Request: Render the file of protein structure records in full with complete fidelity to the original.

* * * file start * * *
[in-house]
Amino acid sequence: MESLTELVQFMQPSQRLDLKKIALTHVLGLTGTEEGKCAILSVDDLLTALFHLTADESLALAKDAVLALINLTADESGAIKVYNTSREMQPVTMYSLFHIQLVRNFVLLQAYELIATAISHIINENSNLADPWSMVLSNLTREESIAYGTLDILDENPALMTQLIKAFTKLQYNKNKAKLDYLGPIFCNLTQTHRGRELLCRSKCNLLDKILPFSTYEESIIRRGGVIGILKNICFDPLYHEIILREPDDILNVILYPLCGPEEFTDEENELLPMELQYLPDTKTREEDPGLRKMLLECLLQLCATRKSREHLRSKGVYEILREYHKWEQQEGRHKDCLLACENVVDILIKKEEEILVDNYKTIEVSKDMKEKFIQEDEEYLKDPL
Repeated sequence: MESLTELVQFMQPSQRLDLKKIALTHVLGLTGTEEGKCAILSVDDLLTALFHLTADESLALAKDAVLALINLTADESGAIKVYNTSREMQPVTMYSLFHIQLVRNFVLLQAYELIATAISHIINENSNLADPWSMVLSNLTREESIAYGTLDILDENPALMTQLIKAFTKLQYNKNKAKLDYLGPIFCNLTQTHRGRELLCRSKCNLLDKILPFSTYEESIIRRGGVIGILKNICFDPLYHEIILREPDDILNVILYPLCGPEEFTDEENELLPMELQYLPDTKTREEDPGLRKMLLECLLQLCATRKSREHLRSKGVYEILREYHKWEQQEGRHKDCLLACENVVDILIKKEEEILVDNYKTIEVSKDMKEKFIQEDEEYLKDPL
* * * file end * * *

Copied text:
[in-house]
Amino acid sequence: MESLTELVQFMQPSQRLDLKKIALTHVLGLTGTEEGKCAILSVDDLLTALFHLTADESLALAKDAVLALINLTADESGAIKVYNTSREMQPVTMYSLFHIQLVRNFVLLQAYELIATAISHIINENSNLADPWSMVLSNLTREESIAYGTLDILDENPALMTQLIKAFTKLQYNKNKAKLDYLGPIFCNLTQTHRGRELLCRSKCNLLDKILPFSTYEESIIRRGGVIGILKNICFDPLYHEIILREPDDILNVILYPLCGPEEFTDEENELLPMELQYLPDTKTREEDPGLRKMLLECLLQLCATRKSREHLRSKGVYEILREYHKWEQQEGRHKDCLLACENVVDILIKKEEEILVDNYKTIEVSKDMKEKFIQEDEEYLKDPL
Repeated sequence: MESLTELVQFMQPSQRLDLKKIALTHVLGLTGTEEGKCAILSVDDLLTALFHLTADESLALAKDAVLALINLTADESGAIKVYNTSREMQPVTMYSLFHIQLVRNFVLLQAYELIATAISHIINENSNLADPWSMVLSNLTREESIAYGTLDILDENPALMTQLIKAFTKLQYNKNKAKLDYLGPIFCNLTQTHRGRELLCRSKCNLLDKILPFSTYEESIIRRGGVIGILKNICFDPLYHEIILREPDDILNVILYPLCGPEEFTDEENELLPMELQYLPDTKTREEDPGLRKMLLECLLQLCATRKSREHLRSKGVYEILREYHKWEQQEGRHKDCLLACENVVDILIKKEEEILVDNYKTIEVSKDMKEKFIQEDEEYLKDPL